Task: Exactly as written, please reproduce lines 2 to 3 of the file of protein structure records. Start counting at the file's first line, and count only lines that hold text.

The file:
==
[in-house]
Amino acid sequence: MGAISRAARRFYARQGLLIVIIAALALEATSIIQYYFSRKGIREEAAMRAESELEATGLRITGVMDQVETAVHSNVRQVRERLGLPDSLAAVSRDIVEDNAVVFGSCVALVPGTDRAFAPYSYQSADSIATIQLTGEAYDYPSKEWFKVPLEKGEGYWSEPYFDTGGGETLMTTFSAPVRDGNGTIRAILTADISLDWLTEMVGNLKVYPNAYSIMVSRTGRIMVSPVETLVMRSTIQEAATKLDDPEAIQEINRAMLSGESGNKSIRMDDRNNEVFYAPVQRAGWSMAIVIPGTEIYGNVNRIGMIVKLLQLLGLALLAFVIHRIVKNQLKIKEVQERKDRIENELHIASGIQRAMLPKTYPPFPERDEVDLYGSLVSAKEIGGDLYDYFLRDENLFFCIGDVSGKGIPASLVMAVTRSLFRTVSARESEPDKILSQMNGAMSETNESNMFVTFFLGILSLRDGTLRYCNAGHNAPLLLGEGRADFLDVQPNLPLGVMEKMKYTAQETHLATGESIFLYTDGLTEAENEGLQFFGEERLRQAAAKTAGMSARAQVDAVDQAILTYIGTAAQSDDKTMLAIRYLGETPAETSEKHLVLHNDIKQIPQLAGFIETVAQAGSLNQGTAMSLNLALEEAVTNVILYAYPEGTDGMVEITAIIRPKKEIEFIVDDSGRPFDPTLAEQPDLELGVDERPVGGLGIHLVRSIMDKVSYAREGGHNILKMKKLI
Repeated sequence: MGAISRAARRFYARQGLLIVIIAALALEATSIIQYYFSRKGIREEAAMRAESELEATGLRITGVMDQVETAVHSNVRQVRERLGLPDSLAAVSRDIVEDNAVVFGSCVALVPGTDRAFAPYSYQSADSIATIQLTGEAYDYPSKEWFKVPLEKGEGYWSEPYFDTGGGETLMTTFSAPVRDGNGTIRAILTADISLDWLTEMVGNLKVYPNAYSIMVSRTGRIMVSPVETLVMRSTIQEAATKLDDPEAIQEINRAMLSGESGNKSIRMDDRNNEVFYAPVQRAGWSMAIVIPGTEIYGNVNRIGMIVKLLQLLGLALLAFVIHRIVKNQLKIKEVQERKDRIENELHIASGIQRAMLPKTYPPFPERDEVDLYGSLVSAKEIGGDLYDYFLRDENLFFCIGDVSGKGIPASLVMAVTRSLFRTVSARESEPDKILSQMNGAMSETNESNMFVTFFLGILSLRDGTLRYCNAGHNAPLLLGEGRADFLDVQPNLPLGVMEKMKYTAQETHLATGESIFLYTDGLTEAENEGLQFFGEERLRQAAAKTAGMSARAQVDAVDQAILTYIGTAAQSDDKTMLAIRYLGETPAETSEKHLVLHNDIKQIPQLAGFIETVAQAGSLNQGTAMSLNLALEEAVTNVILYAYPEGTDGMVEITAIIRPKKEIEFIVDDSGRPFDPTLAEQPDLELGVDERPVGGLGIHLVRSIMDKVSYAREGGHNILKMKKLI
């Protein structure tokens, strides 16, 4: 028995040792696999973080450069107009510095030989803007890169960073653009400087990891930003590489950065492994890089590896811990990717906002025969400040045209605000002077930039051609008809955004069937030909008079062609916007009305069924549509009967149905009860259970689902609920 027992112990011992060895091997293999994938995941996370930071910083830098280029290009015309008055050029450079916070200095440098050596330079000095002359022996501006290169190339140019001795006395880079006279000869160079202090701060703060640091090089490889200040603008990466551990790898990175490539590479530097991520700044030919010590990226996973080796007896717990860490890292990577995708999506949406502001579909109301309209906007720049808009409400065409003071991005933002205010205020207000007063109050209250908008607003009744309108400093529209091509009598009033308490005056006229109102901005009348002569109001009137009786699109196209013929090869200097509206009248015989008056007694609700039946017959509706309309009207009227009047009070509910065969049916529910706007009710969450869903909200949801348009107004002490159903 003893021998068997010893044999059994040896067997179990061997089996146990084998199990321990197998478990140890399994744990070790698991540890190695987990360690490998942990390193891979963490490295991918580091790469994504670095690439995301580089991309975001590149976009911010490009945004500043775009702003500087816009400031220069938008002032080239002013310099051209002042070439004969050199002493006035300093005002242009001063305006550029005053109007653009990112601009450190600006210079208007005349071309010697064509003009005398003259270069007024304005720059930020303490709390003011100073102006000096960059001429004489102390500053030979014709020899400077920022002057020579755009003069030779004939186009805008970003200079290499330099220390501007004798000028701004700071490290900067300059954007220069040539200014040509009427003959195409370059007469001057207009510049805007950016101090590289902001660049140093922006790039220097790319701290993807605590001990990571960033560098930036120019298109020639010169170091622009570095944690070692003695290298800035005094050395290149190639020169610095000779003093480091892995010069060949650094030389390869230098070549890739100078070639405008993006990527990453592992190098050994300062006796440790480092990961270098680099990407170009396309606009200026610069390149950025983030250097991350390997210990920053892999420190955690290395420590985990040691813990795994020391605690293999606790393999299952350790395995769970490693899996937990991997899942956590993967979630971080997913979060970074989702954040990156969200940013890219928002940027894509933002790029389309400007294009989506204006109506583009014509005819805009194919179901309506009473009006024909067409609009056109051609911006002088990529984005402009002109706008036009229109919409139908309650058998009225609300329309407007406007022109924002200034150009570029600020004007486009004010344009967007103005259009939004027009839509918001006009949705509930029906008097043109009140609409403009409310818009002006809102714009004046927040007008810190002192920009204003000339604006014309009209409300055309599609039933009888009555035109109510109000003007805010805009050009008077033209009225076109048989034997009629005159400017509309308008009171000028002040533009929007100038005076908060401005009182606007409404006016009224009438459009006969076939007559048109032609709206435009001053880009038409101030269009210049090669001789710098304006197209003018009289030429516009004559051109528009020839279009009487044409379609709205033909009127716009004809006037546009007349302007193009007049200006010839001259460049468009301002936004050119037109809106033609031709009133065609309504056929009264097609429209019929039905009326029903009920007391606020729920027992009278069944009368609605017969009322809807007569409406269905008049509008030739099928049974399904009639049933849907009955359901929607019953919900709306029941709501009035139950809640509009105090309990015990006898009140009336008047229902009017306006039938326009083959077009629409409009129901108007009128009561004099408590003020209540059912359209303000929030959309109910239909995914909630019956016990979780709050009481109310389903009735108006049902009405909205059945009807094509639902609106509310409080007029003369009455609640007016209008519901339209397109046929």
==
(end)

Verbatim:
Amino acid sequence: MGAISRAARRFYARQGLLIVIIAALALEATSIIQYYFSRKGIREEAAMRAESELEATGLRITGVMDQVETAVHSNVRQVRERLGLPDSLAAVSRDIVEDNAVVFGSCVALVPGTDRAFAPYSYQSADSIATIQLTGEAYDYPSKEWFKVPLEKGEGYWSEPYFDTGGGETLMTTFSAPVRDGNGTIRAILTADISLDWLTEMVGNLKVYPNAYSIMVSRTGRIMVSPVETLVMRSTIQEAATKLDDPEAIQEINRAMLSGESGNKSIRMDDRNNEVFYAPVQRAGWSMAIVIPGTEIYGNVNRIGMIVKLLQLLGLALLAFVIHRIVKNQLKIKEVQERKDRIENELHIASGIQRAMLPKTYPPFPERDEVDLYGSLVSAKEIGGDLYDYFLRDENLFFCIGDVSGKGIPASLVMAVTRSLFRTVSARESEPDKILSQMNGAMSETNESNMFVTFFLGILSLRDGTLRYCNAGHNAPLLLGEGRADFLDVQPNLPLGVMEKMKYTAQETHLATGESIFLYTDGLTEAENEGLQFFGEERLRQAAAKTAGMSARAQVDAVDQAILTYIGTAAQSDDKTMLAIRYLGETPAETSEKHLVLHNDIKQIPQLAGFIETVAQAGSLNQGTAMSLNLALEEAVTNVILYAYPEGTDGMVEITAIIRPKKEIEFIVDDSGRPFDPTLAEQPDLELGVDERPVGGLGIHLVRSIMDKVSYAREGGHNILKMKKLI
Repeated sequence: MGAISRAARRFYARQGLLIVIIAALALEATSIIQYYFSRKGIREEAAMRAESELEATGLRITGVMDQVETAVHSNVRQVRERLGLPDSLAAVSRDIVEDNAVVFGSCVALVPGTDRAFAPYSYQSADSIATIQLTGEAYDYPSKEWFKVPLEKGEGYWSEPYFDTGGGETLMTTFSAPVRDGNGTIRAILTADISLDWLTEMVGNLKVYPNAYSIMVSRTGRIMVSPVETLVMRSTIQEAATKLDDPEAIQEINRAMLSGESGNKSIRMDDRNNEVFYAPVQRAGWSMAIVIPGTEIYGNVNRIGMIVKLLQLLGLALLAFVIHRIVKNQLKIKEVQERKDRIENELHIASGIQRAMLPKTYPPFPERDEVDLYGSLVSAKEIGGDLYDYFLRDENLFFCIGDVSGKGIPASLVMAVTRSLFRTVSARESEPDKILSQMNGAMSETNESNMFVTFFLGILSLRDGTLRYCNAGHNAPLLLGEGRADFLDVQPNLPLGVMEKMKYTAQETHLATGESIFLYTDGLTEAENEGLQFFGEERLRQAAAKTAGMSARAQVDAVDQAILTYIGTAAQSDDKTMLAIRYLGETPAETSEKHLVLHNDIKQIPQLAGFIETVAQAGSLNQGTAMSLNLALEEAVTNVILYAYPEGTDGMVEITAIIRPKKEIEFIVDDSGRPFDPTLAEQPDLELGVDERPVGGLGIHLVRSIMDKVSYAREGGHNILKMKKLI